I would suggest you not bring up the topic of "unintended consequences" until after you've come up with an explanation as to how the "unintended consequences" we would face in this nation will not resemble the "unintended consequences" which the Chinese faced after they had legal drugs for so many years. As near as I can tell, legalizing drugs is tantamount to a nation putting a gun to it's head and pulling the trigger. Except that it happens slowly.

147 posted on 07/31/2012 12:23:26 PM PDT by DiogenesLamp (Partus Sequitur Patrem)
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To: editor-surveyor
You are certifiably full of ka-ka.

You reject all logic to support your pro-tyranny position; what’s in it for you?

What's in it for me? Not getting robbed by drug addicts. Not having people run into me on the highway because they are too stoned to drive straight. Not having to support worthless bums who want to sit around all day getting high. Not having a society on a path towards suicide. THAT's what's in it for me.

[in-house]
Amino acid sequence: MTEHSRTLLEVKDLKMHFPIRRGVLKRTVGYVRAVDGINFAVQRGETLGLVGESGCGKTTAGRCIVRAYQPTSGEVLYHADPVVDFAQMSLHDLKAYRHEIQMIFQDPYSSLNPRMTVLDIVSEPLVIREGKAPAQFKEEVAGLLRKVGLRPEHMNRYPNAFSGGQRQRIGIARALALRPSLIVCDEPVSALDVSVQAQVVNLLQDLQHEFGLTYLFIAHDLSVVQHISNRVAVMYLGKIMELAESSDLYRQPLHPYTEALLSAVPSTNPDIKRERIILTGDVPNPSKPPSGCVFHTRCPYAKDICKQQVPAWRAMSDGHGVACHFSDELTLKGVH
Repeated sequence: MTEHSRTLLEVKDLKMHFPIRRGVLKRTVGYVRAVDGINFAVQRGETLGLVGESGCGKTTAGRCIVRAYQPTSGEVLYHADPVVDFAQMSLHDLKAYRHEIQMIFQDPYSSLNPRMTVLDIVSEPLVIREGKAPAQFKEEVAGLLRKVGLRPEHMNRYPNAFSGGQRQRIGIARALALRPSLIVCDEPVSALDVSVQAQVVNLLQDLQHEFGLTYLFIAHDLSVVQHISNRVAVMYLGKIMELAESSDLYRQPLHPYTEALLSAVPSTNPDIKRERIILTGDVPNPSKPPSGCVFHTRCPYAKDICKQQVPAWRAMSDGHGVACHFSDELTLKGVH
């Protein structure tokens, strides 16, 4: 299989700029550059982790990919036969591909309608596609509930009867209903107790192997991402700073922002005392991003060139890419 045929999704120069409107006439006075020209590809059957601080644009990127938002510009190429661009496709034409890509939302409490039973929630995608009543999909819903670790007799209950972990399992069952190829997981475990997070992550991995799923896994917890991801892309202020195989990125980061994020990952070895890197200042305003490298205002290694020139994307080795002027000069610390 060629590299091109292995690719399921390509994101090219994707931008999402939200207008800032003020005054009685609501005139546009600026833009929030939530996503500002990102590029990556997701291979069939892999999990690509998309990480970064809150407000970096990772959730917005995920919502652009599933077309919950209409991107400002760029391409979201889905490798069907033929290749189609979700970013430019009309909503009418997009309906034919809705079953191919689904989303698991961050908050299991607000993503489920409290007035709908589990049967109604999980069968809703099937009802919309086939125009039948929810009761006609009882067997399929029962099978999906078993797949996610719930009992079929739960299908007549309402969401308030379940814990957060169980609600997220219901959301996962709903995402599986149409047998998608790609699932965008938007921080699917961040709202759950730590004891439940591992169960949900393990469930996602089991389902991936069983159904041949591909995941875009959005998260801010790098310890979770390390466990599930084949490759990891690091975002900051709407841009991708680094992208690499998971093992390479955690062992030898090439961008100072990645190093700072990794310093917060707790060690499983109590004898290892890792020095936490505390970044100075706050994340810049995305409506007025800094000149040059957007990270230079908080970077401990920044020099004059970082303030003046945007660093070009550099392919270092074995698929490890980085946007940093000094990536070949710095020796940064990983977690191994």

Are you a cop?

No. Not even close. Electronics Engineer/Tech.

I think i'm done arguing with you. I'm starting to hear Twilight Zone music every time I see your name pop up.


148 posted on 07/31/2012 12:29:55 PM PDT by DiogenesLamp (Partus Sequitur Patrem)
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To: tacticalogic
Where in the Articles do these appear?

Already covered this. Read up thread. It's under Section 8 Dealing with Defense of the Nation.

149 posted on 07/31/2012 12:31:50 PM PDT by DiogenesLamp (Partus Sequitur Patrem)
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To: DiogenesLamp
I'm not a Libertarian, I'm an original intent Constitutionalist.

There is no enumerated power for the federal government to conduct the domestic "war on drugs". You claim they use the Commerce Clause because they're too lazy to use Defense, but all that does is excuse you for being too lazy to be bothered with getting the amendment we need to enumerate the power, and do it the way it was intended.

150 posted on 07/31/2012 12:38:51 PM PDT by tacticalogic ("Oh, bother!" said Pooh, as he chambered his last round.)